Fuel prices August 2022: BP sees biggest profits in 14 years
Fuel and energy prices in the UK may be abating after reaching record highs over the past few months, but the latest figures from BP reveal the oil giant saw profits soar between April and June.
The energy company saw profits hit £6.9bn over the last quarter – that’s three times more than it made over the last period in 2021.
Various watchdogs and consumer groups are calling on the government to do more to help drivers. But will fuel prices drop? How is the cost made up? We answer key questions.
What’s the average cost of fuel in the UK? (August 2022)
According to Confused.com – that uses data from 83% of petrol stations across the UK – the average price for petrol is now 184.5p, with diesel a whopping 194.2p. (These figures are correct only as of 2 August 2022, sourced from Confused.com)
What’s caused the rise in fuel prices?
Fuel prices were already on the rise due to inflation and record crude oil prices, but the current geo-political events in the Ukraine have driven average costs up even further as uncertainty hits the market once more.
Commenting on the rise, watchdog FairFuelUK said: “With inflation jumping to its highest level in a decade and the geo-political events in the Ukraine driving up oil prices, making energy and fuel bills soar, at FairFuelUK we renew our supporters’ calls for the Treasury to cut Fuel Duty as a matter of top economic priority."
Cost of petrol to supplier
Cost of biofuel content
Supply and delivery costs
How is the cost of fuel made up?
So, we know that the wholesale cost of fuel is on the rise. But that’s not the full story. Currently, petrol, diesel and other fuels are subject to government fuel duty as well as VAT. These figures might be fixed, but it still makes up more than a third of the overall cost of a litre of fuel.
The above table gives you an idea of what goes into the cost of a litre of fuel. The government currently receives 57.95p on every litre through fuel duty, and another 20% of the overall cost per litre through VAT, with this naturally depending on how much fuel you buy.
In fact the UK government collects more tax from fuel than any other European country. Pressure groups and watchdogs such as FairFuelUK want the government to cut the rates of fuel duty to cover the increasing wholesale costs, in order to ease the squeeze on consumers’ wallets.
FairFuelUK commented: “With inflation jumping to its highest level in a decade and the geo-political events in the Ukraine driving up oil prices, making energy and fuel bills soar, at FairFuelUK we renew our supporters’ calls for the Treasury to cut Fuel Duty as a matter of top economic priority.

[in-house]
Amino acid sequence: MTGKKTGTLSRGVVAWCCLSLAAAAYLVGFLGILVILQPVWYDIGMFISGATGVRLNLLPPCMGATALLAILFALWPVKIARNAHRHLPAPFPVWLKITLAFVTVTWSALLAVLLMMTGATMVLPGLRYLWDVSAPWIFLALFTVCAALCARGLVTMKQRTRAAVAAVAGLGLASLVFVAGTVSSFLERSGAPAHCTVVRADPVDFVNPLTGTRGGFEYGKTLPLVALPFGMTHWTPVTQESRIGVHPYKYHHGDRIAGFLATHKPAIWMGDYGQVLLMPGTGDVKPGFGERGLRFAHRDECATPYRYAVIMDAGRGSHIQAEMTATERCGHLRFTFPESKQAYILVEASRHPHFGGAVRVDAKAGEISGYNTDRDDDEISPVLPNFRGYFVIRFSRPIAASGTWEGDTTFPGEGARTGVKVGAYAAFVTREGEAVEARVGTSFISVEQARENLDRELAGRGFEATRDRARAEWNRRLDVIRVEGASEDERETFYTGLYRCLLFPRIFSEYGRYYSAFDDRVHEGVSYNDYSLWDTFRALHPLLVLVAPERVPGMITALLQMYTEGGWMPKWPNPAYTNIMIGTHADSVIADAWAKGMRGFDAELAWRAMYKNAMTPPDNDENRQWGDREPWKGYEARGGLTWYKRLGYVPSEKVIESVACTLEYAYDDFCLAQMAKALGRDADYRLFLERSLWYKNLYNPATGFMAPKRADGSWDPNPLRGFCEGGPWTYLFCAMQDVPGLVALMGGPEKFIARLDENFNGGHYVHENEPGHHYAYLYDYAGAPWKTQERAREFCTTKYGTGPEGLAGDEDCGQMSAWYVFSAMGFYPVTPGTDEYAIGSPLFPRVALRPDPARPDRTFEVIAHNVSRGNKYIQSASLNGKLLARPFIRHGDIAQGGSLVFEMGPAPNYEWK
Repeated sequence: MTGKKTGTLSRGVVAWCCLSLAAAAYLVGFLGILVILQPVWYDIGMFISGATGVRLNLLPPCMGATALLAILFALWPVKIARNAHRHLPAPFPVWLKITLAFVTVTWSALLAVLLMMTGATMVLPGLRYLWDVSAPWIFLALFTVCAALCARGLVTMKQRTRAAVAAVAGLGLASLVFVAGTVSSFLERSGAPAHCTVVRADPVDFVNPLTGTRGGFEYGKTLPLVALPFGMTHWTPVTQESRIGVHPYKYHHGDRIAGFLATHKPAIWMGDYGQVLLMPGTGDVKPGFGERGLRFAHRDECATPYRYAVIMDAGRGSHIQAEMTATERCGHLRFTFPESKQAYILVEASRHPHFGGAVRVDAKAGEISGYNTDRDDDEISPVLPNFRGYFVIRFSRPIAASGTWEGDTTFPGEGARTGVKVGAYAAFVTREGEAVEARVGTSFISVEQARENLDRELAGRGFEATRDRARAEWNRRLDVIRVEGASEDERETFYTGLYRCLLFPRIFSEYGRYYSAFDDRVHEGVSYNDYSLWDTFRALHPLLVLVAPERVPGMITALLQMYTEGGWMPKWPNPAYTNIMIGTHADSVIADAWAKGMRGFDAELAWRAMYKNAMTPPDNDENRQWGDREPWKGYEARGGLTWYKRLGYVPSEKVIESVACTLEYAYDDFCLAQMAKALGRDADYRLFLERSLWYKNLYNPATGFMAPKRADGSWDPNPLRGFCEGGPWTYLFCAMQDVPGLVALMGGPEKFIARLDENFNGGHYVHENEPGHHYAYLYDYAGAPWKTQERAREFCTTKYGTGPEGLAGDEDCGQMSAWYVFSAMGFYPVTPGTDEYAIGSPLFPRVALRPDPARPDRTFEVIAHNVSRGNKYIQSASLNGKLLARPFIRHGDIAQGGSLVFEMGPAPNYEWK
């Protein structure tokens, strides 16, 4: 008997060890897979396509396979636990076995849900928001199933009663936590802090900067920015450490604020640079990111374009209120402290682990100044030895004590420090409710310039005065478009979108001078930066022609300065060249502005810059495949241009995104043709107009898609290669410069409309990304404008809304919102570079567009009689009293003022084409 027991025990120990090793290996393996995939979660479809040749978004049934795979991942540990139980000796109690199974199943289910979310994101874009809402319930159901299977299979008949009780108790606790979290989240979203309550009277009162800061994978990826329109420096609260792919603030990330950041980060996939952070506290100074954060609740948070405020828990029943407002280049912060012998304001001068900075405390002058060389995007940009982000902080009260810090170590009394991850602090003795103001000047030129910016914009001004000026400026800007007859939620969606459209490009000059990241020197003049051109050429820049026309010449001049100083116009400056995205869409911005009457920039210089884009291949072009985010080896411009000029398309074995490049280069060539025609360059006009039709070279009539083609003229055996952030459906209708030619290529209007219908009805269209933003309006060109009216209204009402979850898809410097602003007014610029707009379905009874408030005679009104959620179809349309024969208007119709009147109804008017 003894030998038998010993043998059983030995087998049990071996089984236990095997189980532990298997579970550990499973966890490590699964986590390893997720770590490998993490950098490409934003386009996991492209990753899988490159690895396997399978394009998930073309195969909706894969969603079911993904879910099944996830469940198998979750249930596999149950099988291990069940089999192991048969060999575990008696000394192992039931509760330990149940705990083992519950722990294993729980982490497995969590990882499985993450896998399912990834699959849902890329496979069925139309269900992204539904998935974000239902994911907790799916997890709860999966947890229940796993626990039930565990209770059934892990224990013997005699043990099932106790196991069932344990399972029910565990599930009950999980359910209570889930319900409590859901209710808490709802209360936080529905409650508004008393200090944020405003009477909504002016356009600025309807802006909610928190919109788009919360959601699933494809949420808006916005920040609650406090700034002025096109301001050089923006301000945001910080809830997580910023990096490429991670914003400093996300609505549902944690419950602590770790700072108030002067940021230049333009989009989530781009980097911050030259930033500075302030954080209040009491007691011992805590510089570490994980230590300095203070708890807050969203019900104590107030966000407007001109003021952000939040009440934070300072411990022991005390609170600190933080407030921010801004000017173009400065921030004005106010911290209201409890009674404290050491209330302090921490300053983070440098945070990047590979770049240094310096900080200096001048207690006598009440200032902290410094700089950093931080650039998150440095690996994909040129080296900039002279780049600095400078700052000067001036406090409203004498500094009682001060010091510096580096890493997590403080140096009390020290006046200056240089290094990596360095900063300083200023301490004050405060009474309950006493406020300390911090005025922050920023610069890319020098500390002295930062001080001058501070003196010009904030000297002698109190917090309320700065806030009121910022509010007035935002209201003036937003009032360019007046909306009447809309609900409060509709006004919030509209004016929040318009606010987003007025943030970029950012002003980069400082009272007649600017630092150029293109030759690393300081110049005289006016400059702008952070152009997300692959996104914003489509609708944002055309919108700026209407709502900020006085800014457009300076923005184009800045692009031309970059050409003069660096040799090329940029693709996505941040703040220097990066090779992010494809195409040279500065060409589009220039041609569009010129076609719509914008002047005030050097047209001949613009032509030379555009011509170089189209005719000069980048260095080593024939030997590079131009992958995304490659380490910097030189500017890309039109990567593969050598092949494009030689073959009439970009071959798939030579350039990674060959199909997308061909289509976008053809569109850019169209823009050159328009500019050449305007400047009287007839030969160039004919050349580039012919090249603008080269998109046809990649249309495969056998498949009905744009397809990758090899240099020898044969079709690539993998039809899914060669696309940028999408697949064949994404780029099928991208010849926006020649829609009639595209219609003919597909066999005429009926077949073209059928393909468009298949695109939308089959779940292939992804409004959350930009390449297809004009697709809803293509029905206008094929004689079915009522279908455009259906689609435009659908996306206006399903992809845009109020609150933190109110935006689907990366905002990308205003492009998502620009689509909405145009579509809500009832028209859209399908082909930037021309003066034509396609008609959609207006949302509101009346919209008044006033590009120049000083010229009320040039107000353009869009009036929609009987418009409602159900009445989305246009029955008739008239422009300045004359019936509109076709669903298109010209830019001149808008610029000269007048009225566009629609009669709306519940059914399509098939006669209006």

"By cutting Fuel Duty by at least 3p per litre will bring UK vehicle fuel taxation more in line with the average of the EU and allow businesses and logistics to invest in drivers and cleaner transport."
What about the fluctuating wholesale prices?
FairFuelUK is also calling on the government to set up a “pump watch”, due to oil companies unfairly profiting despite fluctuating prices. Oil pricing increases and decreases all the time and, while the consumer certainly notices increases, decreases are less commonly noticed.
For example, in seven weeks last year, the wholesale price of diesel fell by almost 9%. However, prices at the pumps fell by just 0.5%. It was the same story with petrol; over the same period wholesale petrol prices fell 11.2%, but only 5.1% of this drop was passed onto drivers.
FairFuelUK said: “Everyone knows what we pay at the pumps does not follow any logic or fairness when oil prices change. For decades the fuel supply chain, notably a few wholesalers have ripped off drivers at will.
“The smaller independent garages are subject to their blackmail too, in the prices they are forced to pay, with their wholesalers holding them hostage to their bulk supply. They consciously hold back wholesale price falls amounting to billions. But these greedy faceless businesses will soon be subject to good deal of scrutiny."
When will fuel prices come down? How much is the fuel duty cut?
Fuel prices have steadily dropped over the last few weeks, although the drop isn’t coming as quickly as many people would like to see. Luke Bosdet, from the AA, commented: “Wholesale petrol’s trajectory, if sustained, would lead to savings of a tenner off a tank from the record highs, providing the fuel trade is prepared to pass them on.
“The problem is that, in many places, the price cuts are quite simply not happening despite more than six weeks of falling costs”.
The government recently made a 5p cut on fuel duty, although there is debate as to how much of this reduction will actually be passed on to the motorist. Rishi Sunak – who is now in the running to be the next PM – hasn’t ruled out further cuts in duty to help motorists, should prices rise again, although we have no idea how much this would be.
Some campaigners argue that we don’t particularly want fuel prices to come down, with not not being the time to make fossil fuels more affordable, instead encouraging people to swap to electric vehicles.
Gill Nowell, head of EVs at LV General Insurance said “While the price of an electric car is higher – the running costs […] can be almost half that of a similar petrol or diesel model”.
She went on to say that by leasing an EV, lower running costs and charging costs mean that most models come out cheaper.